The triathlete ego can be a very fragile thing.
Are you easily provoked and goaded into racing your friends or people you don’t even know?
We’ve all had it happen. You’re riding with a group. One or two guys suddenly surge. You follow, lest you get dropped.
It’s hard, but nobody acknowledges it. Everybody tries their best. Some get dropped, some don’t.
Or, you’re alone and someone you don’t know comes up behind you and starts drafting you. You try to drop him. Maybe you succeed, maybe you don’t.
Either way, you burn a few matches.
Then, race day rolls around. You and your coach have painstakingly planned your target watts and paces to achieve your very best race possible.
Except on the bike, a guy passes you and your competitive urge rears its ugly head.
You look at the guy and think he’s probably in your age group. If you can just keep him behind you, you’ll maybe get a higher ranking or better result.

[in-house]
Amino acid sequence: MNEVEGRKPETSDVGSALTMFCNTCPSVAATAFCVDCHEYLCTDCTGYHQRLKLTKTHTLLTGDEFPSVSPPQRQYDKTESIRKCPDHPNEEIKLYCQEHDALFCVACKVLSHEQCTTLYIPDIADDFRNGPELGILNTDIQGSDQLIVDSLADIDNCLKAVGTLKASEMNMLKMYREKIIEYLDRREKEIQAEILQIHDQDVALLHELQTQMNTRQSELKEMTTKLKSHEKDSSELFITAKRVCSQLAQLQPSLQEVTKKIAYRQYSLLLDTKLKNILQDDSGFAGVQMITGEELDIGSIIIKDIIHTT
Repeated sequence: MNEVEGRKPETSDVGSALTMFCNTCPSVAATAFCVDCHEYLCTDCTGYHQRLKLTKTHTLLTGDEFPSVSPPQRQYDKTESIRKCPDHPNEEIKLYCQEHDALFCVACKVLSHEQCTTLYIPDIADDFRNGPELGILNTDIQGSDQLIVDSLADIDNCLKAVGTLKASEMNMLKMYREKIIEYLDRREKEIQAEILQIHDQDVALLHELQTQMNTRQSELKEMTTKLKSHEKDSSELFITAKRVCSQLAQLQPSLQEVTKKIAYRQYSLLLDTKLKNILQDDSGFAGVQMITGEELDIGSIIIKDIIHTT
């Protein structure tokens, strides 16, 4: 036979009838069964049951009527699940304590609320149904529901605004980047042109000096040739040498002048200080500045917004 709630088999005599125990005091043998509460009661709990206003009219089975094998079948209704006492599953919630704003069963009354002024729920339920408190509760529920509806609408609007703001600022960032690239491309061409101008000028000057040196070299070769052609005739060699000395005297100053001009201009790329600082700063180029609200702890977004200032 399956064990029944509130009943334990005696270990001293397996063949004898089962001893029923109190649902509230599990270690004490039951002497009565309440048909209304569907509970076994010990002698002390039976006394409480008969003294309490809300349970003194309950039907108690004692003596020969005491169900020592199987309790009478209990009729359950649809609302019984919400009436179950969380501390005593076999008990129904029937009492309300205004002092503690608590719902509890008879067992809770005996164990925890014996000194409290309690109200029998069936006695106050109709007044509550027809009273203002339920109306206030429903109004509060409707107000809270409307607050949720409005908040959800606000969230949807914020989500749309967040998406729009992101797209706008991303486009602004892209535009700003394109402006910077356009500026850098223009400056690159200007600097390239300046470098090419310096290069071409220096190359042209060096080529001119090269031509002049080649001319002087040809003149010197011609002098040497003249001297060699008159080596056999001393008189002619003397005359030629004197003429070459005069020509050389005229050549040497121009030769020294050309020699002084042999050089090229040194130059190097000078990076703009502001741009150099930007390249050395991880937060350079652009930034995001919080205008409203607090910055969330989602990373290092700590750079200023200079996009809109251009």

Suddenly you’ve shifted your point of reference away from your own power, pace, and heart rate targets to targets relative to somebody you don’t even know.
Somebody that could be far stronger than you, or in a totally different age group.
You’ve committed the crime of racing others, and not racing your own race.
You’re not racing smart.
The only time I would throw all my numbers out the window like this is if I was in my last few km of the run, about to cross the finish line.
When I raced Ironman Malaysia (full), my friend Andrew Schleis actually told me this, “Race your own race. You’ve done this before. Race smart. Write that on your arm.”
He knew that I liked to talk to others, and get paced by others.
He knew that I may choose to be social instead of follow my targets (See tip #3, Make a Friend on the Run). That tip is all about disconnecting from the pain and taking your focus away from the race and become entertained.
But that’s not what this is about.
That’s a dissociative technique, which is outward looking.
Racing your own race is an associative technique, and is inward looking.
Either way, you shouldn’t be basing your paces and races off of somebody else. They are a different person with a different race plan and strategy (or maybe none at all).
You are racing yourself.
Let that faster guy go, even if you know he’s in your age group.
He may blow up later.
Your ego is not that fragile, after all.
Tip #3: Make a Friend on the Run
Tip #51: Use Associative Techniques
Tip #52: Focus on the Numbers